Social Media Versus NFL’s Third-Most Valuable Franchise

In social media, passions run high. In sports, passions run even higher. Recently, a social media fire storm has flamed between Dan Snyder, owner of the NFL’s third most valuable franchise – the Washington Red Skins – and social media. Advocates to change the name of the NFL team have propelled a controversy that began decades ago. But, because of the nature of social media, the story can be covered exhaustively, and through multiple channels.



In an AdWeek article from September 30th, CEO of TRP Sports and Entertainment Marketing, Chip Rives states, “Conversations that used to happen around the watercooler now happen all over the world in real time. It gives a bigger voice to those who are more active and passionate about the issue.”

Even mainstream media outlets like USA Today, Sports Illustrated, Slate and Mother Jones have joined in and refused to use the team’s name. The Redskins’ own hometown paper, The Washington Post, recently wrote, “The team’s name is a racial slur of Native Americans so offensive that it should no longer be tolerated.”

Snyder’s response to the social media press has been defensive and brusque at best, stating that the Redskins’ name is a source of pride and tradition to fans, and insisting that it was never intended as an insult to Native Americans. In an interview with USA Today, Snyder stated, “We’ll never change the name. It’s that simple. NEVER—you can use caps.”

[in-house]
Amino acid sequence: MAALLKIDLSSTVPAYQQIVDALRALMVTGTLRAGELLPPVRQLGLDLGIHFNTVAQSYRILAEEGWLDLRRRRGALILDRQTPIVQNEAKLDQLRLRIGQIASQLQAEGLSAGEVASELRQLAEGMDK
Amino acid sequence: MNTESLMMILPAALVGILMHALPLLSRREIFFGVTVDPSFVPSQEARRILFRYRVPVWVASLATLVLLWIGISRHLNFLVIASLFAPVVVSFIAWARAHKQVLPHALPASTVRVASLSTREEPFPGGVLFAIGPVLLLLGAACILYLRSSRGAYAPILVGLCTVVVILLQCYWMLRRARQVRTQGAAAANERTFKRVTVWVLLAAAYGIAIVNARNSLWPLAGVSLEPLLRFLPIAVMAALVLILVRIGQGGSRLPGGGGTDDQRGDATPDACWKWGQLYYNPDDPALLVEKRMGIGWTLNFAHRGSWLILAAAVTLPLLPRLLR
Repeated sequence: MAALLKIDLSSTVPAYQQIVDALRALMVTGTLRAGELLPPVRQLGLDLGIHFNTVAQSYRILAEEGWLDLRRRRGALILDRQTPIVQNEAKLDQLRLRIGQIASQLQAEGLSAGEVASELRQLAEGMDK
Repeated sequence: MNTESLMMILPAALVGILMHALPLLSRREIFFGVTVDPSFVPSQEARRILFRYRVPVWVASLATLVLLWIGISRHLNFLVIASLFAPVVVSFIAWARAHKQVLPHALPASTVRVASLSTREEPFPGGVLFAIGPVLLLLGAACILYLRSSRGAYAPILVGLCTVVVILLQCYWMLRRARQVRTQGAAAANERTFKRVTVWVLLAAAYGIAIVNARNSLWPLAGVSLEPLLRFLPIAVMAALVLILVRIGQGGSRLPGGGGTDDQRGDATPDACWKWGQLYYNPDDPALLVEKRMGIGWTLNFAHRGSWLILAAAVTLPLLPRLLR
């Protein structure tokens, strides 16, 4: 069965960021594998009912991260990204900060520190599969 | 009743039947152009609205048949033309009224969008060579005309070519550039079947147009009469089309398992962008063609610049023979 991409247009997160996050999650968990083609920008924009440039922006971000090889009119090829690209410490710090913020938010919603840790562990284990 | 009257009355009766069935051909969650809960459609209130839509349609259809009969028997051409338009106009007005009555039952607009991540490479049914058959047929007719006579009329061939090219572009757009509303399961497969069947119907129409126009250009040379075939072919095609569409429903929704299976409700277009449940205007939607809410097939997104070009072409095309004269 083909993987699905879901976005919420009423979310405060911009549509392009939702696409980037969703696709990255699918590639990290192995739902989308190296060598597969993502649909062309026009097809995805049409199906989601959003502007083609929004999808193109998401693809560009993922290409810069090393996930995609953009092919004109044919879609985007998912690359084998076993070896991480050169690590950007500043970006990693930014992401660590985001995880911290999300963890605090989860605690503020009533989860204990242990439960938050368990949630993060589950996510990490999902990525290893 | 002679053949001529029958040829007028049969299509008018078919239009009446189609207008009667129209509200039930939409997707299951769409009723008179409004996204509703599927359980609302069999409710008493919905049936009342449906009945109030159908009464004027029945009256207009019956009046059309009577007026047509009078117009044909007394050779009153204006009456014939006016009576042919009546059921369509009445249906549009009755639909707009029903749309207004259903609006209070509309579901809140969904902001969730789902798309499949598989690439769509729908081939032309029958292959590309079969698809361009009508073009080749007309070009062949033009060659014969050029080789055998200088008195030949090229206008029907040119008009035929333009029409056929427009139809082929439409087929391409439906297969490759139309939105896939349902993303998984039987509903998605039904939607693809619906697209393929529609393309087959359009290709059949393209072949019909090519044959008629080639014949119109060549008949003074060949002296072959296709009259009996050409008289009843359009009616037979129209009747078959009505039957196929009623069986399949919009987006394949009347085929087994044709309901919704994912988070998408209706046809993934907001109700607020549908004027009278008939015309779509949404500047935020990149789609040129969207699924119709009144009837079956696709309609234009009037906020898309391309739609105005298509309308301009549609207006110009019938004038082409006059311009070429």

What do you think? Will social media convince Snyder to ultimately change the name of the Washington Red Skins?


4 thoughts on “Social Media Versus NFL’s Third-Most Valuable Franchise

  1. I have a feeling it will take more than just social media pressure to get Snyder to change the name of the team. Like you said, passion in sports runs extremely high. I think that the only way Snyder will change the name is if he faces legal charges or a hit to his bottom line as a result of keeping the name.

  2. I agree with Jackelyn that Snyder will only change the name of the Washington Red Skins team if he faces legal charges. In Snyder’s defense, he did not name the team, instead inherited the team name when he became owner in May 1999. Also, out of respect for the team’s fans and players, Snyder realizes the potential outrage that could ensue should he change the name. If he did, he’d put his team in jeopardy of loosing fans and potentially recognition in the NFL.

  3. A really good bet is that Social Media will increase the perception of the name being bad whether it is or not. As the research suggests, negativity/anger spread the quickest in social media. What percentage of social media users verify the info they receive before jumping on the angry bandwagon?

    A couple of minutes of research…

    1. Highly respected independent Annenberg Institute poll (taken in 2004) with a national sample of Native Americans, 9 out of 10 Native Americans said they were not bothered by the name the Washington Redskins.

    2. Smithsonian Institution senior linguist and curator emeritus Ives Goddard asserts that the actual origin of the word is benign and reflects more positive aspects of early relations between Indians and Caucasians.

    Let me just say that I don’t have enough info to take sides on the issue. Like anything else, there is a lot of research to do and nothing is ever what it seems. To answer the questions posed by the post, I don’t think this will cause change, but I do think SM tends to bias things towards the negative. Based on discussions from the class, I don’t think Synder can hope this away. I think the franchise needs to come up with a fact based SM response.

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